Distinguishing Conservatism from the GOP

by Sal on December 2, 2008

in Politics

Erick Erickson of RedState has a post today on how the Conservative movement became overly-entwined with GOP party politics, and became a component of the Republican Party, not a driving force.  As Rush has consistently stated for several years now, Bush is nor has he ever been a movement Conservative.  Conservatives, because they had a leader who did espouse conservative ideas and followed eight years of Bill Clinton, rallied around him and only mildly protested as he expanded the size of government with No Child Left Behind, the Prescription Drug Benefit for Medicare, and huge increases in the federal budget.  Only into his second term, with the Harriet Meyers appointment and the Immigration debate did Conservatives rally as a movement external to the Party.  When that happened, Conservatism won the day.

Erickson is right.  We need to rally around Conservative principles and expunge the deadwood — those who have become part of the big-government problem and have become intrenched in the Washington bureaurocracy.  We need to rally around those new, young leaders outside of Washington such as Sarah Palin and Bobbly Jindal, and those inside Washington who are more Conservative than they are Republican, such as Sen. Jim DeMint and the representatives who are members of the Republican Study Committee.  The Conservative movement has to become a grassroots movement and engage in ideas and grassroots activism to push its ideas (both traditional activism and contemporary digital activism).  In short, the GOP must become the

That is not to say we must purge everyone from the party who disagrees on a single issue or on a few issues.  The political reality is that ideological purity from a candidate is not always possible, and not everyone has the capacity to convince and persuade that a Ronald Reagan had.  It does mean, however, that we need to pressure our elected leaders to push the Conservative agenda through, and use the GOP as the vehicle for the grassroots or “rightroots” to get our agenda through and begin to reduce the size of government, promote a culture of life, lower taxes, empower individuals, and propose new ideas for the reform of Education, Health Care, and other traditionally-Democrat issues that takes government out and puts American entrepreneuralism in.  Ideas, loyal opposition, organization, and grassroots activism are the formula for electoral success in the years to come.  We have to be sure that we just don’t drink the GOP kool-aid, but fight to have the GOP reflect our values and beliefs.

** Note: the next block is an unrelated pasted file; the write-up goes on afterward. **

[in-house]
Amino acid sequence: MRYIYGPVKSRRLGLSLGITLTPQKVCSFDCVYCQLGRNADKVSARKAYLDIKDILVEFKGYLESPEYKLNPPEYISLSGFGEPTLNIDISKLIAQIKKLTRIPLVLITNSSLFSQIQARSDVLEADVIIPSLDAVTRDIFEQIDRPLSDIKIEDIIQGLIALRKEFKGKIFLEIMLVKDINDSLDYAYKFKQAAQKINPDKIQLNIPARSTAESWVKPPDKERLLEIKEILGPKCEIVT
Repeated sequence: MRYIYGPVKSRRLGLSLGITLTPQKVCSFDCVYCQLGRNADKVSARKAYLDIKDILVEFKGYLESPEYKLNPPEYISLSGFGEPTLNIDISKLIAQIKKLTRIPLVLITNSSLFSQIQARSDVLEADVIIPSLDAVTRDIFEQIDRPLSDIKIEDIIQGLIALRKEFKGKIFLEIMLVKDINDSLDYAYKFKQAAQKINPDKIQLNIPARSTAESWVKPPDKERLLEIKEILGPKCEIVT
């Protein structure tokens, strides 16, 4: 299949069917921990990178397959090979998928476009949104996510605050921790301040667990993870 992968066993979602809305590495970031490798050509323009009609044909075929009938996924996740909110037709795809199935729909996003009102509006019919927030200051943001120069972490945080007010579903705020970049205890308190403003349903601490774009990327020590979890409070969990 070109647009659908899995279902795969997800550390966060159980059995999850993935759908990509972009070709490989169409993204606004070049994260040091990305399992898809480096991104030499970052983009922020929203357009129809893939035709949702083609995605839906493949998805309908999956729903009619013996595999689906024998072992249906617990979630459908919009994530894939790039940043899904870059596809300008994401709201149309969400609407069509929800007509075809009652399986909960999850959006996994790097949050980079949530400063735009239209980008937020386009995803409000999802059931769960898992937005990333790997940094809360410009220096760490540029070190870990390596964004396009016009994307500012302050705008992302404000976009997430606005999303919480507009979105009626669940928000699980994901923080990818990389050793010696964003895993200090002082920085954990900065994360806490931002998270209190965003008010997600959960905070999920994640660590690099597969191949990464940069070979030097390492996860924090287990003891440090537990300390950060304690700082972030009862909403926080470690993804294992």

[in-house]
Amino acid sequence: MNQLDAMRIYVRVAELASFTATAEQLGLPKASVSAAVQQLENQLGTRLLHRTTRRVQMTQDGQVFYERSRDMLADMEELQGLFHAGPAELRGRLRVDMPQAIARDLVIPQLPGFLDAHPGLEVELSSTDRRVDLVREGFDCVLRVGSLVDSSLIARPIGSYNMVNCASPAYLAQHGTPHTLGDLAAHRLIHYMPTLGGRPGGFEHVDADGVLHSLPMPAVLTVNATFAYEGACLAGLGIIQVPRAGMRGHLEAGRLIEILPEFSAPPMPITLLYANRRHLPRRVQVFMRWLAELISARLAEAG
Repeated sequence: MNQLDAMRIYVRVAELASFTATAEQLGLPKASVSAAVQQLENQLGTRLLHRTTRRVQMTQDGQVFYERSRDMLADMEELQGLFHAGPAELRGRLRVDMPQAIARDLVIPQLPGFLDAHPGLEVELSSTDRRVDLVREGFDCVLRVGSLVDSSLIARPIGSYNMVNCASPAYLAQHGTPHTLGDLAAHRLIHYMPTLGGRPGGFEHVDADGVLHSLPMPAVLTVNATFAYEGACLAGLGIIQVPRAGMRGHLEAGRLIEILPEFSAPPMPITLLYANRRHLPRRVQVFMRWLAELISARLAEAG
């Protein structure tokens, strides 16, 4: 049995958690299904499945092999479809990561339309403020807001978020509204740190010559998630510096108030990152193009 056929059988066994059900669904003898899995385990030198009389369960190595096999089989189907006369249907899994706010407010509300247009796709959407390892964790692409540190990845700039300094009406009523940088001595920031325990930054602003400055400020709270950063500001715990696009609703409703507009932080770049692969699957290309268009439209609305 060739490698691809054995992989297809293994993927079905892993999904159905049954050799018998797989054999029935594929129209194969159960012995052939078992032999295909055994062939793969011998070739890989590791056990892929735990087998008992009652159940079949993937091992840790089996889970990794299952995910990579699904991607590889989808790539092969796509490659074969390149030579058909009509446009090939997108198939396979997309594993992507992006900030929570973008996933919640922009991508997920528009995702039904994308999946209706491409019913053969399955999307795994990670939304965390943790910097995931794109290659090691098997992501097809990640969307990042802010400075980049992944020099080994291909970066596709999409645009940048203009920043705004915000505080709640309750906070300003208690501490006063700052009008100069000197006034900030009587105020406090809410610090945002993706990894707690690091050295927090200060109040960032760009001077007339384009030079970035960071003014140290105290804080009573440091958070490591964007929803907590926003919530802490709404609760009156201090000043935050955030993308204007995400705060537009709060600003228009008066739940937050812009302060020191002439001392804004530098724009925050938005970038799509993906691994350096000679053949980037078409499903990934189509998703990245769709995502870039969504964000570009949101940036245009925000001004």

{ 1 comment… read it below or add one }

Mike December 2, 2008 at 10:07 am

Drinking the GOP Kool Aid shouldn’t be a problem. This is both a good thing and a bad thing, but the GOP doesn’t make Kool Aid.

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